Vibrant colourful clothes, spicy Punjabi food, a cacophany of sounds from the streets and then, serenity inside the Harmandir Sahib complex. Amritsar, a city of contrasts, and one that tests the senses constantly, is home to the holiest shrine of the Sikhs popularly known as the Golden Temple.
For everything that you might already know about Amritsar, did you know that it is, in fact, the pond which gave the city its name? 'Amrit' means the nectar of immortality and 'sar' or 'sarovar' means pond. Amritsar, which dates back to the 16th century was founded by Guru Raam Das, the fourth spiritual master of the Sikhs. It is thanks to him that the sarovar, which is supposed to have healing powers, was excavated.
The power to transform
Water's properties, which let it cool down and heat up more slowly and gradually than solid building materials, is what lends a pleasant atmosphere to the Golden Temple complex throughout the year. With a perspective on design, the sarovar visually etherealises the building bulk of the shrine. Eminent architect Dr S S Bhatti who has written a book on the Golden Temple says that the shimmering reflection of the shrine signifies the importance of spiritual life within the material world. "A lifeless object takes on the pulsating sparkle of the subject and there is an instant transformation of the devotees' psycho-emotional make up", he writes.
Surprisingly, this deep love with water does not leave any dampness on the shrine. “The foundation goes 16-17 feet deep. Since there was no cement at the time that it was built, lime mixture was used to plaster the walls built with slim Nanakshahi bricks. Lime is a very good material to guard against water, and this might be the reason that the shrine does not become damp," says Dr Bhatti.
Water supply to the sarovar
The sarovar, with a capacity of 31,000 gallons, was earlier dependent on rainwater and would dry up in the summers. During the British period, it was connected to the Upper Bari Doab canal of the Ravi river thus ensuring year-round water supply. A network of ingeniously-designed tunnels facilitates the easy and free flow of its water at all times. In addition, a part of the water supply comes from tubewells installed in the Golden Temple complex.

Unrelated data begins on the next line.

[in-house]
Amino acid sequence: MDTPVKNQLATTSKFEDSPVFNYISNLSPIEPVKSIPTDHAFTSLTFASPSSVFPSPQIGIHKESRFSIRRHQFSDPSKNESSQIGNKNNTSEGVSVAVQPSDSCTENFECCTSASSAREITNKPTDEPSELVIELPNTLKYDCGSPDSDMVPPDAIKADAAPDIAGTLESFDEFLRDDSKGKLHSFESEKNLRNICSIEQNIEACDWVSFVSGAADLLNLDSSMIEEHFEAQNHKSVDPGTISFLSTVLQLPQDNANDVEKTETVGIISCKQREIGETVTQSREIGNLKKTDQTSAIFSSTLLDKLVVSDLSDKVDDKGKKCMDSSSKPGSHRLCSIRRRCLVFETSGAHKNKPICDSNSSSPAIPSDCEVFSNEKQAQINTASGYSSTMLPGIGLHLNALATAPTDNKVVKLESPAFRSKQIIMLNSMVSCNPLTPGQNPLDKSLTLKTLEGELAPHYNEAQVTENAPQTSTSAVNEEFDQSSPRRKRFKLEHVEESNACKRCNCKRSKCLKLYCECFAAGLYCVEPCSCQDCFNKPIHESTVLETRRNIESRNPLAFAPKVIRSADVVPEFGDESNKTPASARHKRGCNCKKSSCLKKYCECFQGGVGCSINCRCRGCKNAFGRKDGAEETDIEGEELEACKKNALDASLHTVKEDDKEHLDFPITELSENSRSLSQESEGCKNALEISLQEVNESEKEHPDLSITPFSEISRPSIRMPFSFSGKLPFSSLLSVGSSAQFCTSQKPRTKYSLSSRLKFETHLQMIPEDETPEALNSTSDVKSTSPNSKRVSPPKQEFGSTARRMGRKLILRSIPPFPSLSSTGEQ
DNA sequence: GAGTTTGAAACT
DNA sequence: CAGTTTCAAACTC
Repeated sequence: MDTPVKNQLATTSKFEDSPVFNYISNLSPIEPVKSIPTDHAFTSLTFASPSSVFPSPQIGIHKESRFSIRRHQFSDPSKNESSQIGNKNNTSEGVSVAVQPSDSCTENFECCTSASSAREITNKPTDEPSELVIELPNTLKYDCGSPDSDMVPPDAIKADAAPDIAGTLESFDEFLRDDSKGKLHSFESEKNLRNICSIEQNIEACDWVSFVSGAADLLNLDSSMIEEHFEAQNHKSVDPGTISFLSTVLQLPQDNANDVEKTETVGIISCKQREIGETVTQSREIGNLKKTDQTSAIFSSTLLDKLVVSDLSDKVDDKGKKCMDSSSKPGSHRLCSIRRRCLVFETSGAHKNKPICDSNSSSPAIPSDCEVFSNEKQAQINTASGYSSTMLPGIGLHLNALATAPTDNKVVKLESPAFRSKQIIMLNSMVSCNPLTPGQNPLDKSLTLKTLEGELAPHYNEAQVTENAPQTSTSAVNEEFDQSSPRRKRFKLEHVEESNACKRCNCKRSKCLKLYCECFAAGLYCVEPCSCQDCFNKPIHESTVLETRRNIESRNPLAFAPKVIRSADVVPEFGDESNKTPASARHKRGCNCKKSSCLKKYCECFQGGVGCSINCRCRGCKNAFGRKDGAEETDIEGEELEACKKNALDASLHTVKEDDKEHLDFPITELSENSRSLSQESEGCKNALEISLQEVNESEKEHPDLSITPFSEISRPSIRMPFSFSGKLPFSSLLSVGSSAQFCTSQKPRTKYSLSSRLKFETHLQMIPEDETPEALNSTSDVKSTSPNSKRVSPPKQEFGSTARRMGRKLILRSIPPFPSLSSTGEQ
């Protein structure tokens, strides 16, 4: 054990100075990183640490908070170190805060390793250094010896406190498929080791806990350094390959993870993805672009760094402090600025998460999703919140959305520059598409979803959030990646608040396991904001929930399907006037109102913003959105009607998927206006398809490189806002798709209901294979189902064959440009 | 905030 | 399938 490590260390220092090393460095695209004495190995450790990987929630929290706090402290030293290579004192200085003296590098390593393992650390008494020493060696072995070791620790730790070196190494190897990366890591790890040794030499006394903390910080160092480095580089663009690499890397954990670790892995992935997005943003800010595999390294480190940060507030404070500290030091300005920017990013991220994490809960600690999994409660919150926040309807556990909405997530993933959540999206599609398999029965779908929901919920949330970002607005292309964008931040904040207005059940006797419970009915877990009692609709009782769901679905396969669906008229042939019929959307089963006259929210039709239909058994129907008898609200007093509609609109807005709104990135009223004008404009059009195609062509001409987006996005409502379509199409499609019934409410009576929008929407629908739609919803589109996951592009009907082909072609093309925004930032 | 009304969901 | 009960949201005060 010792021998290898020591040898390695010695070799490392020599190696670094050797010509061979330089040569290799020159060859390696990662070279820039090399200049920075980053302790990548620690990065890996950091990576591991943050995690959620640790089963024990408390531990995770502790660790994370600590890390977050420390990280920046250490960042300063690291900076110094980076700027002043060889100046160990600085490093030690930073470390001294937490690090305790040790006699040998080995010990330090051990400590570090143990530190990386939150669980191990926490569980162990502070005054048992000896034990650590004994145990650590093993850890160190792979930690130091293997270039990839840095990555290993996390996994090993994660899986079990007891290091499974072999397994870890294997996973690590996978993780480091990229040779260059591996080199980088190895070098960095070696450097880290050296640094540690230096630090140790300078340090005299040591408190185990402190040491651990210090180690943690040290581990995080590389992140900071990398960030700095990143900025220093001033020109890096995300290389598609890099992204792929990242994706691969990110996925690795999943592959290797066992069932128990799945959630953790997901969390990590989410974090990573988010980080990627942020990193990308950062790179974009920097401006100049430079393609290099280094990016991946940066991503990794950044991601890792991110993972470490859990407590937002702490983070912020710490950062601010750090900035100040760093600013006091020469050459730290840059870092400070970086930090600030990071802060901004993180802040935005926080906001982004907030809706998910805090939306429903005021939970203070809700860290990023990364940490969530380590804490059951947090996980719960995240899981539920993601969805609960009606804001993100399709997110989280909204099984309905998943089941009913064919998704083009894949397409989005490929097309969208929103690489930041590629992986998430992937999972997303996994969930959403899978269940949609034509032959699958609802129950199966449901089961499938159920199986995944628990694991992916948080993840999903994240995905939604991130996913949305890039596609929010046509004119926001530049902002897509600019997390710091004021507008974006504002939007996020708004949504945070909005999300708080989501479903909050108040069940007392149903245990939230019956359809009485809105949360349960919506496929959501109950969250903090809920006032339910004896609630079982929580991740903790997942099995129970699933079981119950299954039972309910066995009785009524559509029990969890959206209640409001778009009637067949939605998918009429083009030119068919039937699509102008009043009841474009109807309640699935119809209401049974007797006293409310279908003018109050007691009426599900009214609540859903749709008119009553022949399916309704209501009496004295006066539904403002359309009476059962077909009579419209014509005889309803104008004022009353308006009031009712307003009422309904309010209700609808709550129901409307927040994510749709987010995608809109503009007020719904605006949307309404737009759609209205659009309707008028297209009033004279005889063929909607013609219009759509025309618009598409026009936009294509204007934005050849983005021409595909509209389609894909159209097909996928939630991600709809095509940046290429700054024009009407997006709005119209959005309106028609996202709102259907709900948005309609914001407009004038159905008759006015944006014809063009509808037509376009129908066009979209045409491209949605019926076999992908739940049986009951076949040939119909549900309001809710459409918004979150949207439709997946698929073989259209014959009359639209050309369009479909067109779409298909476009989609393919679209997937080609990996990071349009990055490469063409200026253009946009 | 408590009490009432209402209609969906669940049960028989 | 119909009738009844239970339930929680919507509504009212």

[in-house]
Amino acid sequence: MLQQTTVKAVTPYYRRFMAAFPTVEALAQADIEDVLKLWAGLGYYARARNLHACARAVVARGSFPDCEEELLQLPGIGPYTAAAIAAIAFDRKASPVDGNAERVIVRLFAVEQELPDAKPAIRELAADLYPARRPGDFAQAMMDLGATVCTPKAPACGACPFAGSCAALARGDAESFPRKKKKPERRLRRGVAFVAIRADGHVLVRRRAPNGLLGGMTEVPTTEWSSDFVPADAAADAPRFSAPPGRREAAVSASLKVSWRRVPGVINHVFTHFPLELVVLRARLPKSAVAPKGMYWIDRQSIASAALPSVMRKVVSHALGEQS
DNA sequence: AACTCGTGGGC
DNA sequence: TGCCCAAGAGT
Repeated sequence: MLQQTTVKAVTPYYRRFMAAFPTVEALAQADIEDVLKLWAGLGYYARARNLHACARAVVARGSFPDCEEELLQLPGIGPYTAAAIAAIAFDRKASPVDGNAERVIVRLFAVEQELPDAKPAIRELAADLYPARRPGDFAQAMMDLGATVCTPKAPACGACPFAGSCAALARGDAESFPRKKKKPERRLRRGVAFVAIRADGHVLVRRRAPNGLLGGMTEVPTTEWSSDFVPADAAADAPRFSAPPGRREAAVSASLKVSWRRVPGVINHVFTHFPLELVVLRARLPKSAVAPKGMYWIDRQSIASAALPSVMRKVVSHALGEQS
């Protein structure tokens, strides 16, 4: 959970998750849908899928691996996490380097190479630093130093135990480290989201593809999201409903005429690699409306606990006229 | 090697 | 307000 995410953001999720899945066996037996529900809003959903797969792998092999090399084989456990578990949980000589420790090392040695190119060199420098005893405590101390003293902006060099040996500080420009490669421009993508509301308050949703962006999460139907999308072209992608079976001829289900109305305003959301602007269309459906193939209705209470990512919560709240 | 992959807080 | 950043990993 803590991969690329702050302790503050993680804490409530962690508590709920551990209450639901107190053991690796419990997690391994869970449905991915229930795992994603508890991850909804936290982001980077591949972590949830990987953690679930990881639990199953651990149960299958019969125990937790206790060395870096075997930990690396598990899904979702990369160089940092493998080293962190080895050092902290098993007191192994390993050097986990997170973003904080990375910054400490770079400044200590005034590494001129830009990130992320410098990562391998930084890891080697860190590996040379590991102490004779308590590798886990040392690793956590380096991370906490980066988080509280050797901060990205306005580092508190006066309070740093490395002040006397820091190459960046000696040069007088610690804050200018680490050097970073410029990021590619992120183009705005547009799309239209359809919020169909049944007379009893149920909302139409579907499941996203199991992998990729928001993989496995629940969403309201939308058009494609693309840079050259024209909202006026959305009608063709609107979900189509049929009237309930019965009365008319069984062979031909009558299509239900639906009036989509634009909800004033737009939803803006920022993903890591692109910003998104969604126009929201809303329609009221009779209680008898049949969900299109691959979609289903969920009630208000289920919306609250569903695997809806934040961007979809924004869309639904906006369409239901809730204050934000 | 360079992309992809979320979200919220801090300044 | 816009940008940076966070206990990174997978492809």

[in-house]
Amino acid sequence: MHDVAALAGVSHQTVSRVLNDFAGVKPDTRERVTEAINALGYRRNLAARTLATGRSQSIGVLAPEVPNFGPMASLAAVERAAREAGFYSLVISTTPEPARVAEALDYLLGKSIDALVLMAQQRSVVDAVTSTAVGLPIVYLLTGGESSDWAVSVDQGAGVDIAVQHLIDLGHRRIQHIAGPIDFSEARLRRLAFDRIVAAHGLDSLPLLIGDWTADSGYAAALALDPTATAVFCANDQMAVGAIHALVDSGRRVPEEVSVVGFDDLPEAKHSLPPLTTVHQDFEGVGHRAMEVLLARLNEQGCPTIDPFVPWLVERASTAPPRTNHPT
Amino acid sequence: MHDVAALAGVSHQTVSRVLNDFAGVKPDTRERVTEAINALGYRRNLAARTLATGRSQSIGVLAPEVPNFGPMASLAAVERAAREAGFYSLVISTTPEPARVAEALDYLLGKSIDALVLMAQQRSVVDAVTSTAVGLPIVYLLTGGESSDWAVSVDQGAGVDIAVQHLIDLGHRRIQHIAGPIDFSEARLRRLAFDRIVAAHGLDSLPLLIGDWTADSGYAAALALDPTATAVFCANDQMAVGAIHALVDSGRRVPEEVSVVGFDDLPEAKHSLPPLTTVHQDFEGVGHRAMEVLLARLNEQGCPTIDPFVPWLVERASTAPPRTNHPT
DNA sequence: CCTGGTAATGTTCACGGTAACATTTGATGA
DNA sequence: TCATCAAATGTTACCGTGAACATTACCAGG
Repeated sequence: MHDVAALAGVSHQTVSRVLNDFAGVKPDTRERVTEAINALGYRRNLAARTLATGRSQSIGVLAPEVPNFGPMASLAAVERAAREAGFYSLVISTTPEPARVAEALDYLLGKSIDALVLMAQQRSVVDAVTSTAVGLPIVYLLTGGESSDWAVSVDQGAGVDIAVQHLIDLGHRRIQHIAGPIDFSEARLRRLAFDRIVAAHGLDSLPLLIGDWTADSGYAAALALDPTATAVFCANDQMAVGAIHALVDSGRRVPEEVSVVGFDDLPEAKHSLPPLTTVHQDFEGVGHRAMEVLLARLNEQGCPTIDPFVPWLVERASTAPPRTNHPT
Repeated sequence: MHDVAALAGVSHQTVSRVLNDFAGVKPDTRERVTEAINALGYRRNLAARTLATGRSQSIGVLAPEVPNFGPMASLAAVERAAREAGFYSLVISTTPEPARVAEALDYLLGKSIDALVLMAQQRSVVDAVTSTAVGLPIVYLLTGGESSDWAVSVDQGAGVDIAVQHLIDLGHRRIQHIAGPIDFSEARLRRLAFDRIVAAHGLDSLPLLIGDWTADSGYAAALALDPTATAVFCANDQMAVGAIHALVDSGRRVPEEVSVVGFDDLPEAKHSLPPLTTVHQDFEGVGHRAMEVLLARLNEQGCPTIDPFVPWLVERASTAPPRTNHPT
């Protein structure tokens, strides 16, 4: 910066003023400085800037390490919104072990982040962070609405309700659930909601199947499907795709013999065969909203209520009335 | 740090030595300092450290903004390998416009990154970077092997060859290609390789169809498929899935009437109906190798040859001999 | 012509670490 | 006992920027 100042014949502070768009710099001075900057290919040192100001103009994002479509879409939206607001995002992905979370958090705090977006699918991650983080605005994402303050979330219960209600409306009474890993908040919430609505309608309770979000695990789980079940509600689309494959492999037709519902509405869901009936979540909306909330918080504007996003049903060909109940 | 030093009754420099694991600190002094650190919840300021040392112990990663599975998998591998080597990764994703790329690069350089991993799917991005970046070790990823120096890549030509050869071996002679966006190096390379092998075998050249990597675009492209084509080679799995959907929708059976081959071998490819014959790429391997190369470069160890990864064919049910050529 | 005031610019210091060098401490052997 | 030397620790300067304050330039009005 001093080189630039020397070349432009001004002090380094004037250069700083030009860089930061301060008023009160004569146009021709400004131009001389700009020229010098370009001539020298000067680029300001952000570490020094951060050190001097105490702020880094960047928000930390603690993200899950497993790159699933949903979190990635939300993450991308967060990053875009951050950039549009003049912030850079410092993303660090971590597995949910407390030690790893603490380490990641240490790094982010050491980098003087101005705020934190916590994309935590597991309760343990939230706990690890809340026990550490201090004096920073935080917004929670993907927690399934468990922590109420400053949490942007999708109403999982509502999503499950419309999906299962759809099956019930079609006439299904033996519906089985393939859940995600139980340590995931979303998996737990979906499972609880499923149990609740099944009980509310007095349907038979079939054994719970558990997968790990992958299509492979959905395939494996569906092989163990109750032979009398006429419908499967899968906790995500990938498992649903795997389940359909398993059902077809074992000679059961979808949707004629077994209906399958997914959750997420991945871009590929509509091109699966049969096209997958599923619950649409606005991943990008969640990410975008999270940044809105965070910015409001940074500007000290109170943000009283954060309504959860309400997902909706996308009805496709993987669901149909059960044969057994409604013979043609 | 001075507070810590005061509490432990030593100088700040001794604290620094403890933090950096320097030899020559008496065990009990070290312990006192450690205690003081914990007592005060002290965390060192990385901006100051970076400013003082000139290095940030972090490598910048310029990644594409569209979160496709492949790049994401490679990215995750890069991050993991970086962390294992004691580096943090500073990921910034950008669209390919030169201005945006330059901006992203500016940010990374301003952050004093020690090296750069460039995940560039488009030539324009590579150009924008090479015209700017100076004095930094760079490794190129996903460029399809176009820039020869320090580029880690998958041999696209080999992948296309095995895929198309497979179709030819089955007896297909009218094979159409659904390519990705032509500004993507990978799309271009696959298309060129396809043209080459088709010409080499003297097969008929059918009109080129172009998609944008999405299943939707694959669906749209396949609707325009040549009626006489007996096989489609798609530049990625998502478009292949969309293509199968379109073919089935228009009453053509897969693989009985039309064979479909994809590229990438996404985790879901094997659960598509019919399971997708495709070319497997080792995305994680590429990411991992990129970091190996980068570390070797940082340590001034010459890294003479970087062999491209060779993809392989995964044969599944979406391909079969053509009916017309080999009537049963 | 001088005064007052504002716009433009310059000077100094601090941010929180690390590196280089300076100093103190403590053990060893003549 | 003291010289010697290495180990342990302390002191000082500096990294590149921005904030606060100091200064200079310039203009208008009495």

In 2004, a devotee donated a state-of-the-art water treatment and filtration plant for the sarovar. The water that flows into it is cleansed in this plant and aeration ducts which pump continuously, supply oxygen to the sarovar. Though the sarovar is lined by concrete today, its base is still untiled so that groundwater may naturally recharge. Different type of fish keep it free from algae. Wastewater from the washing of floors is disposed off into a drain, which earlier used to lead to city sewers but is now diverted to recharge wells.
A tourist hotspot
Harmandir Sahib gets more visitors than the Taj Mahal, crossing over 1 lakh visitors on weekdays alone. Though it is the holiest shrine of the Sikhs, people from all over the world, irrespective of their religion, pay their obeisance here and experience spiritual camaraderie.
The grand community lunch, called 'langar', run by volunteers and open to everybody irrespective of class, creed or caste remains one of its main attractions. The 'karsewa' (voluntary work) also includes cleaning utensils, serving water and tending to shoes.
In addition to the Golden Temple, the vast gourmet culture of Amritsar and its proximity to the Pakistani border, bring tourists to the city.
The holy shrine
Harmandir Sahib was built between 1588 and 1604. However, due to its geographical location, Punjab continuously bore the brunt of foreign invaders. Afghan invader Ahmed Shah Abdali demolished the Harmandar Sahib seven times, the last of which was in 1764. It became popularly knows as the 'Golden Temple' when Sikh ruler Maharaja Ranjit Singh covered its upper floors in gold-plated copper sheets in the 1830s. Regilding was done again in 1999 with the gold and money donated by devotees from all over the world. However, due to the increasing air pollution around the shrine, restoration has to be done every year to maintain the sheen.
The shrine is believed to be a true symbol of secularism with its four entrance doors, which signify that God exists everywhere and that no direction is purer than the other.
How to reach Amritsar
Amritsar's Sri Guru Ram Das Jee International Airport has flights to Delhi, Mumbai, Kolkata, Chennai, Bangalore, and Srinagar.
Amritsar is well connected by rail to almost all major cities in India.
The city is located on the historic Grand Trunk Road and has good connectivity with Ambala, Patiala, Delhi, Chandigarh and Jammu.